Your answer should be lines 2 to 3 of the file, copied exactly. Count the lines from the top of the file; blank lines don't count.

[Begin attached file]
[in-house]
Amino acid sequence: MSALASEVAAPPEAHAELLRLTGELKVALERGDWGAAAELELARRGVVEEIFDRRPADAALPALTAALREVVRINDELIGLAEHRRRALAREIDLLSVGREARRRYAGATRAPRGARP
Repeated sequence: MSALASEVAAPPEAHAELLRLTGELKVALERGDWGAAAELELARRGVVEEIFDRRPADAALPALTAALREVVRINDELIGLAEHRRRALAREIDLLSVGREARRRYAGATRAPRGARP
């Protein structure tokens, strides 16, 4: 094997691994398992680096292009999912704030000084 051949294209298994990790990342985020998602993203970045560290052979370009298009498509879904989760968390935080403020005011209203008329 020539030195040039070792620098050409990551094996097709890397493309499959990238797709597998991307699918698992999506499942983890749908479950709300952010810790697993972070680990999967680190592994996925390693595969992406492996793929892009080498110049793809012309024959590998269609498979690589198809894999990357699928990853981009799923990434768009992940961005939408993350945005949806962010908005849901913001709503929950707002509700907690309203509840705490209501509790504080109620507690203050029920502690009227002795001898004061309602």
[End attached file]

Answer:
Amino acid sequence: MSALASEVAAPPEAHAELLRLTGELKVALERGDWGAAAELELARRGVVEEIFDRRPADAALPALTAALREVVRINDELIGLAEHRRRALAREIDLLSVGREARRRYAGATRAPRGARP
Repeated sequence: MSALASEVAAPPEAHAELLRLTGELKVALERGDWGAAAELELARRGVVEEIFDRRPADAALPALTAALREVVRINDELIGLAEHRRRALAREIDLLSVGREARRRYAGATRAPRGARP